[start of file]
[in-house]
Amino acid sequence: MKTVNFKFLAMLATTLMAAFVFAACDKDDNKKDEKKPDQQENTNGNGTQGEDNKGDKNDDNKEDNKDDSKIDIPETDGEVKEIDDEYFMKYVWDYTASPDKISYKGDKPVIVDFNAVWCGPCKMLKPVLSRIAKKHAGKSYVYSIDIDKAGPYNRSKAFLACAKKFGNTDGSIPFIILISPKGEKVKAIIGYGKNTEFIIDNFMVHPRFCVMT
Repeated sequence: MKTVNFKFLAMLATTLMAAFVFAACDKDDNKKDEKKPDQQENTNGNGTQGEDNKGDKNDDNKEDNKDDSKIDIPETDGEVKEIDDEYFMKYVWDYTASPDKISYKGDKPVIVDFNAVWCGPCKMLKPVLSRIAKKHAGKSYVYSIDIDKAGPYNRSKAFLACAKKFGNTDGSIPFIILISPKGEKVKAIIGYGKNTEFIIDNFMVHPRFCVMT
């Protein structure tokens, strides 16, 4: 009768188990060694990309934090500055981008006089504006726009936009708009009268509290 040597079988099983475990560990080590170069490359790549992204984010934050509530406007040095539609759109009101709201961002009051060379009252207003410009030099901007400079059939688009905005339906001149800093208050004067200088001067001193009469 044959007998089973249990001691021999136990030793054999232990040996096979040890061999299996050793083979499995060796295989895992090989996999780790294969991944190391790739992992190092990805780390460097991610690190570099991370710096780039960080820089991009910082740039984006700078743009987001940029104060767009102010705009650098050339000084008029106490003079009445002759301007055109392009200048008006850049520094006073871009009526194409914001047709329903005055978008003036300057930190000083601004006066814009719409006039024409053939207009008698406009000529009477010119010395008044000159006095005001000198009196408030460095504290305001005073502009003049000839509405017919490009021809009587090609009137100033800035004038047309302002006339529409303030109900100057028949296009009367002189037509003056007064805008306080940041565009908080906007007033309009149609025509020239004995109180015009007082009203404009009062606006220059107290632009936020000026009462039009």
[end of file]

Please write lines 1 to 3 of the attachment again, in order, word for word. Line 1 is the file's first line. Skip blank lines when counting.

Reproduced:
[in-house]
Amino acid sequence: MKTVNFKFLAMLATTLMAAFVFAACDKDDNKKDEKKPDQQENTNGNGTQGEDNKGDKNDDNKEDNKDDSKIDIPETDGEVKEIDDEYFMKYVWDYTASPDKISYKGDKPVIVDFNAVWCGPCKMLKPVLSRIAKKHAGKSYVYSIDIDKAGPYNRSKAFLACAKKFGNTDGSIPFIILISPKGEKVKAIIGYGKNTEFIIDNFMVHPRFCVMT
Repeated sequence: MKTVNFKFLAMLATTLMAAFVFAACDKDDNKKDEKKPDQQENTNGNGTQGEDNKGDKNDDNKEDNKDDSKIDIPETDGEVKEIDDEYFMKYVWDYTASPDKISYKGDKPVIVDFNAVWCGPCKMLKPVLSRIAKKHAGKSYVYSIDIDKAGPYNRSKAFLACAKKFGNTDGSIPFIILISPKGEKVKAIIGYGKNTEFIIDNFMVHPRFCVMT